Brand-new Windsor solar manufacturer Siliken has laid off two shifts due to slow demand:
Just weeks after provincial cabinet ministers presided over the official opening of its new alternative energy plant in Windsor, Siliken Canada announced it has been “forced” to lay off two shifts. Richard Monk, production manager for the company, which makes solar panel modules, confirmed Thursday that up to 70 workers will be off the job for a week to a month “or even longer” Monday because of a slowdown in business.
Monk blamed the government’s slow pace in handling approvals to add renewable energy projects to the power grid for a fall-off in domestic business.
The company says slow approvals for new solar projects are largely the problem, but the government blames the opposition’s promise to axe the FiT program if it wins power this fall:
The Ontario Liberals say layoffs at a Windsor solar panel plant are just the first of many job losses the province will see under a Tory government. Economic Development Minister Sandra Pupatello says Windsor’s Siliken Canada itself attributed the loss in part to PC Leader Tim Hudak’s stance on the province’s Green Energy Act. His plan to kill the plan’s feed-in-tariff program, she says, is sending a chill down the green energy investment business.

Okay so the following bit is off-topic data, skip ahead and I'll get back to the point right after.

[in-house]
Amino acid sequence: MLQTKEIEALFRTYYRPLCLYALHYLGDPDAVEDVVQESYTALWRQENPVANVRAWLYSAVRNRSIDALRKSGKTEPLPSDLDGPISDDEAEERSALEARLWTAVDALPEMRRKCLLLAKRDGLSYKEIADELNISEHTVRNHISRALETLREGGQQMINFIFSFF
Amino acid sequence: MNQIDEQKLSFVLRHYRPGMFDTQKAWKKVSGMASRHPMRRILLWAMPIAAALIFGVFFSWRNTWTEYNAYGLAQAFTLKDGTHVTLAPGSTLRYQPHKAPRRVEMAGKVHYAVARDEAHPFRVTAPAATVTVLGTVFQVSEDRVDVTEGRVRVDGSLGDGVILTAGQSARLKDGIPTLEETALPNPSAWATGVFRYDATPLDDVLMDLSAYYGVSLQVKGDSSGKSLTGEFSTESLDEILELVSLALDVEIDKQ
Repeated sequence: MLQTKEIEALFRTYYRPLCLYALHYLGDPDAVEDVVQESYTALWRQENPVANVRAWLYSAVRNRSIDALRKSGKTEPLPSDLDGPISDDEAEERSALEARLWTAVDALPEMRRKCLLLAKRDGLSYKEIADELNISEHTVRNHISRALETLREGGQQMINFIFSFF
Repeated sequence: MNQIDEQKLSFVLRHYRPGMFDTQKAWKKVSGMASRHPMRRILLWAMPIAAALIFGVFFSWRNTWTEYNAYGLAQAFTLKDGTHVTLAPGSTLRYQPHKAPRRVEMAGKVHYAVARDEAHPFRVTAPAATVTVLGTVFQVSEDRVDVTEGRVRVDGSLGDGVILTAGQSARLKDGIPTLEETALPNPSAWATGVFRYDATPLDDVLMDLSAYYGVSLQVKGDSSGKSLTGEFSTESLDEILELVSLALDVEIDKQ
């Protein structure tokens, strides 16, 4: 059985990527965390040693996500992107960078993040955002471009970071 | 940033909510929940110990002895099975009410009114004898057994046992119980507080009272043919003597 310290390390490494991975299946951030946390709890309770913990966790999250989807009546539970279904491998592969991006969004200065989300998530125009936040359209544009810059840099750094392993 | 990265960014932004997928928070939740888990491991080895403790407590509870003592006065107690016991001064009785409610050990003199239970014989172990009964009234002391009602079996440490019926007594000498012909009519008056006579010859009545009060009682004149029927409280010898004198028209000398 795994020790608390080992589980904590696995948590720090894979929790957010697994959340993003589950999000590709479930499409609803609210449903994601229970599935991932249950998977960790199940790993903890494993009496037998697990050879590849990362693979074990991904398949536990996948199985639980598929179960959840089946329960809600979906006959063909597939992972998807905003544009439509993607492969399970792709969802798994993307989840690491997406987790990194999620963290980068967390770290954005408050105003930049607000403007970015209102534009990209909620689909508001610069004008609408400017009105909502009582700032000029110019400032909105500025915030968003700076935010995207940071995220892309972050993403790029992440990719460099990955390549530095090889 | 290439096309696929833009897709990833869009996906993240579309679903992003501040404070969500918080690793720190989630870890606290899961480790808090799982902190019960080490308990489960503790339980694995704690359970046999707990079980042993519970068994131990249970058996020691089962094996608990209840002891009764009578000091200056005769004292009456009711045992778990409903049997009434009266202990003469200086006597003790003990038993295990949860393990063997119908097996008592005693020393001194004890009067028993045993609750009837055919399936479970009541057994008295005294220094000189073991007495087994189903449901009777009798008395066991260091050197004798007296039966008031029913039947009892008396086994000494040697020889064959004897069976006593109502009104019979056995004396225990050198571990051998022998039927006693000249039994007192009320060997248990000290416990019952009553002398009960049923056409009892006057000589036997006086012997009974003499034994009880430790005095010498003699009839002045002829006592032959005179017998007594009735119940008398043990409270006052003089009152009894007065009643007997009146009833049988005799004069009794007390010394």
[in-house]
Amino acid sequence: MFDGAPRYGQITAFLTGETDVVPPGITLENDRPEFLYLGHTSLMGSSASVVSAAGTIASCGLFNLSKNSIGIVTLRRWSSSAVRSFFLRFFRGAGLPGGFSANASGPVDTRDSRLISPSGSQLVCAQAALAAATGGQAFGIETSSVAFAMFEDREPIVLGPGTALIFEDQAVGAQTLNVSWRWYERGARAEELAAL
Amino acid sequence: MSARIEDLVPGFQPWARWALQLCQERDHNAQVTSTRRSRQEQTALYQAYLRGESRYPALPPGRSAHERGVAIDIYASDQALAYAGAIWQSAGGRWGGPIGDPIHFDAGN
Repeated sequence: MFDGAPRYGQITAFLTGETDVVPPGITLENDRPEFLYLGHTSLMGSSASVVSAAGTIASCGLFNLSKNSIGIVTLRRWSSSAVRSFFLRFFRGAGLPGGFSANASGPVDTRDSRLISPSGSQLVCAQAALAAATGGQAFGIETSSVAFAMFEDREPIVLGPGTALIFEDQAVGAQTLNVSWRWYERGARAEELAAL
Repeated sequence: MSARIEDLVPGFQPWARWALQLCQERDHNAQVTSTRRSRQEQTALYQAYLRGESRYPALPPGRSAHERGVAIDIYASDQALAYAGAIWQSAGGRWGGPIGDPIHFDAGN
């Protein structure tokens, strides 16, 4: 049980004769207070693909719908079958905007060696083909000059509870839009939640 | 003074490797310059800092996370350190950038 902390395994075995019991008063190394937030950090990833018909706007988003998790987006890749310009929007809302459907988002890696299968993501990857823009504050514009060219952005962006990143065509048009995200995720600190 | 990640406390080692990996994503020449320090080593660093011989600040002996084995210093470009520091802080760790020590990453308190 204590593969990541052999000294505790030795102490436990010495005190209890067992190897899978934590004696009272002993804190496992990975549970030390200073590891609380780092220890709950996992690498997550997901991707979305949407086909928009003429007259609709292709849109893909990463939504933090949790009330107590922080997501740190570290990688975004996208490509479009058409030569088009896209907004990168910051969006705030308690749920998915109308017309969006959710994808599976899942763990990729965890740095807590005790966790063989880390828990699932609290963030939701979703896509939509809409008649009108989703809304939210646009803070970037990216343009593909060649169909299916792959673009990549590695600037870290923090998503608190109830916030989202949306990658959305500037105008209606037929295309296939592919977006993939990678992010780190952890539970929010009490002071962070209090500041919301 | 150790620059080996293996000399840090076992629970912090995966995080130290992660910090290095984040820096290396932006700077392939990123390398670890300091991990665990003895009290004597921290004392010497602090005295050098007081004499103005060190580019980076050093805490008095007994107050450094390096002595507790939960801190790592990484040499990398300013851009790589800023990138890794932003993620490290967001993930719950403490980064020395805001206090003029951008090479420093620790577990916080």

Pupatello thinks the chill is a bad thing. It’s not. The cost of the FiT program in Ontario is unsustainable, the ugly green math is here. Paying 64 cents for a solar kWh makes no sense when the spot rate is around 3-5 cents per kWh for traditionally generated energy. McGuinty built a house of cards, and Tim Hudak called him on it. The market knows Ontario’s subsidy gravy train is coming off the rails in October, and that, together with slow approvals and a utility uninterested in hooking renewables into its grid is a recipe for green energy disaster.
It’s better the disaster happens to the green sector than province-wide economic disaster caused by the cost of renewable energy. If the McGuinty FiT program continues unabated, the province will lose jobs in energy-intensive sectors like manufacturing as energy costs rise and firms close, retrench or relocate.
It’s hard for the workers at Siliken to lose their jobs, but for Ontario the cost of those jobs is too high.